At mile 17 I knew I was toast. My calf was getting progressively tighter and I had to fight the urge to walk. I told myself that if I made it to mile 20 I could take a 30 second walk break. When I passed the 20 mile marker I told myself that I was just kidding and that I should stop being such a wimp and run this fucking thing out. I almost made it to mile 21 and found myself walking on the I-395 bridge. I was only walking for a short time when another runner that was really struggling passed me and said something along the lines of "OK, that's enough now pick it back up again. That seemed to be enough to get me going and I started running again. I thanked him as I ran past.
The rest is kind of a blur. I don't know how many times I stopped to walk. Maybe once each mile for about 20 or 30 seconds? I remember seeing my boss as I hit one of the water tables on mile 24. He yelled for me and I managed to give him a wave and then I kept going.
I stopped to walk up the ramp leading to S. Washington Blvd and saw a familiar face standing on top of the hill cheering. The lady I know as Julia1971 from the running forum I frequent had posted that she would be on mile 25 near the Pentagon. We are friends on Facebook too so I had seen her picture but I had never met her before in person so I wasn't 100% sure it was her. As I walked up the ramp I caught her eye and then we recognized each other. I stopped for a real quick hug (brave woman to hug someone who just ran 25 miles) and told her how much I was hurting. She asked if I would finish and I said I would and might even PR. Seeing her gave me a nice boost and I ran off but I didn't have much left at that point.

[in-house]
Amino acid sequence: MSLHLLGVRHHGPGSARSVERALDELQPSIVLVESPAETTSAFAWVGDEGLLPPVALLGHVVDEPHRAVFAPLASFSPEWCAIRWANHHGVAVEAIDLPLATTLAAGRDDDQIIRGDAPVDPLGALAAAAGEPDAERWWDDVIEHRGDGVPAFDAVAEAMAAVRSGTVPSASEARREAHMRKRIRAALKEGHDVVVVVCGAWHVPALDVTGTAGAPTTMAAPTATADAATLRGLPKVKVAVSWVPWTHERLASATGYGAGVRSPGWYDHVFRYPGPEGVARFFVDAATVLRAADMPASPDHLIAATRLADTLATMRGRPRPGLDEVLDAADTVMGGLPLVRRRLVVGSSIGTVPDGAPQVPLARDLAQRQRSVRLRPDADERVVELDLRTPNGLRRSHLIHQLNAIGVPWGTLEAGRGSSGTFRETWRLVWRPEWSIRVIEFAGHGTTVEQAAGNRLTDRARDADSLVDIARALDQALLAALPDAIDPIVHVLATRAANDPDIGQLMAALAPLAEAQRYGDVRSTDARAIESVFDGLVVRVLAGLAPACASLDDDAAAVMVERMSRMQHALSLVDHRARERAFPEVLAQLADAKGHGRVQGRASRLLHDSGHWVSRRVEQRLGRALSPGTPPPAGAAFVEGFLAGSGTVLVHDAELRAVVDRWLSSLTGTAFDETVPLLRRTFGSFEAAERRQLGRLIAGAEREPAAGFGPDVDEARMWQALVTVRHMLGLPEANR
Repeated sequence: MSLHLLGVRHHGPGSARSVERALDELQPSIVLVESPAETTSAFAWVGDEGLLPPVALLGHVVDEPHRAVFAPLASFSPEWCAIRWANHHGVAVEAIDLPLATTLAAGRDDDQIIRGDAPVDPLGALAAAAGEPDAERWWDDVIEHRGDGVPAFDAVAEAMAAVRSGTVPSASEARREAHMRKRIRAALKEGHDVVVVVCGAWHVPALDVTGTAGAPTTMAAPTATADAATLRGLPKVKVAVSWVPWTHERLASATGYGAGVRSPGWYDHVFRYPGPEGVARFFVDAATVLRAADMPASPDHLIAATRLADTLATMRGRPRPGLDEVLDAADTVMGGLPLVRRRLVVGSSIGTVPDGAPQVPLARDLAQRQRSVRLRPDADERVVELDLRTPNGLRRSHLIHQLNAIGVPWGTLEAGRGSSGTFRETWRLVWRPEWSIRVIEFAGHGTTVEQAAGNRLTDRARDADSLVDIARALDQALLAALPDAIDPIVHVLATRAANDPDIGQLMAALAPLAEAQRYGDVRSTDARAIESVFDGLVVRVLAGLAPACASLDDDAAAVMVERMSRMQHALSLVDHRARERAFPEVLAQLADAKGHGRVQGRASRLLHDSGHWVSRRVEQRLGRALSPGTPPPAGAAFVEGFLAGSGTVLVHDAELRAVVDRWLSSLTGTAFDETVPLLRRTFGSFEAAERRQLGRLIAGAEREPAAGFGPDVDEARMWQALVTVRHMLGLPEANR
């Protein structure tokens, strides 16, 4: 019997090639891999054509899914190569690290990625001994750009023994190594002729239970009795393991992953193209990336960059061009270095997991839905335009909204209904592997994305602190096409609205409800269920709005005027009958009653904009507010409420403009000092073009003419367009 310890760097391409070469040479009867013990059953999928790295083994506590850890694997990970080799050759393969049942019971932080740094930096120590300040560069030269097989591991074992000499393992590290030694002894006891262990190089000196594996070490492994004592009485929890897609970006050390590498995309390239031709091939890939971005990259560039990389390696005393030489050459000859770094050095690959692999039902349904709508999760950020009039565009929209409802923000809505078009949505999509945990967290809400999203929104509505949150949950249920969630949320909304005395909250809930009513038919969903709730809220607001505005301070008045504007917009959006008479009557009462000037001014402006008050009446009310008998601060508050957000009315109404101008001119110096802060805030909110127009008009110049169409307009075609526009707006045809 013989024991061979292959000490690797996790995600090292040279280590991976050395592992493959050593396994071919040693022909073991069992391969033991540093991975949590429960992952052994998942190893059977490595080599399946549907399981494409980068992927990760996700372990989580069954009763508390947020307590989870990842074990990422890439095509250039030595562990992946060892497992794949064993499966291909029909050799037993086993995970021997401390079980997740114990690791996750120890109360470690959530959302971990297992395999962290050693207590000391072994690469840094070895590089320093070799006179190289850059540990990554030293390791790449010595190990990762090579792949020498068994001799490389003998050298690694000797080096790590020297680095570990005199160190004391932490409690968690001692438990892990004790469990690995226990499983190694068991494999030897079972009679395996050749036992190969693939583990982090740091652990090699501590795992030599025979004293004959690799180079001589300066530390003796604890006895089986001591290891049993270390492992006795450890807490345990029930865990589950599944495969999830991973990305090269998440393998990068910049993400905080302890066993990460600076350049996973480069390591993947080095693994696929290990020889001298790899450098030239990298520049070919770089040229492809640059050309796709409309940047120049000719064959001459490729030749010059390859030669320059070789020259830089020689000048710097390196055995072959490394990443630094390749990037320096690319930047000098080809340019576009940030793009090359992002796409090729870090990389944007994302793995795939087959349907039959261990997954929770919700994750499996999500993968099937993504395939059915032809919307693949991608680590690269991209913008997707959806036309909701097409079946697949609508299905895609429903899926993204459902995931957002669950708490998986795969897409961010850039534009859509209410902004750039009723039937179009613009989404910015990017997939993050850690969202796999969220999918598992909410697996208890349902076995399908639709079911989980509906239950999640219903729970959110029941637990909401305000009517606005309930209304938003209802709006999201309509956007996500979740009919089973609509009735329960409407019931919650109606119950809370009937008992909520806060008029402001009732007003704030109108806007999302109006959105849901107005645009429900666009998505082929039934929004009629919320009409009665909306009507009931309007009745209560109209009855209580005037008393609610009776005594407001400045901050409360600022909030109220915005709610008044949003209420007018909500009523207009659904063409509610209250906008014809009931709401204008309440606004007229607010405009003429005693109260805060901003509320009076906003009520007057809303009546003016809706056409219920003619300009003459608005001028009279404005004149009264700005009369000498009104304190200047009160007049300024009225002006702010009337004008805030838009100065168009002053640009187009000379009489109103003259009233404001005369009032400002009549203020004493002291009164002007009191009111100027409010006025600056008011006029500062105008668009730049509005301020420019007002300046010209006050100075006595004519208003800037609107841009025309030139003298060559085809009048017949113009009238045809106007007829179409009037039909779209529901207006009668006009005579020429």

The last thing I want to mention is how great the Marines were. All through the course you would find them cheering and encouraging runners. It was really inspiring. I don't know how many times I yelled out "thank you Marine!" to be answered back with a loud "OORAH!" in response.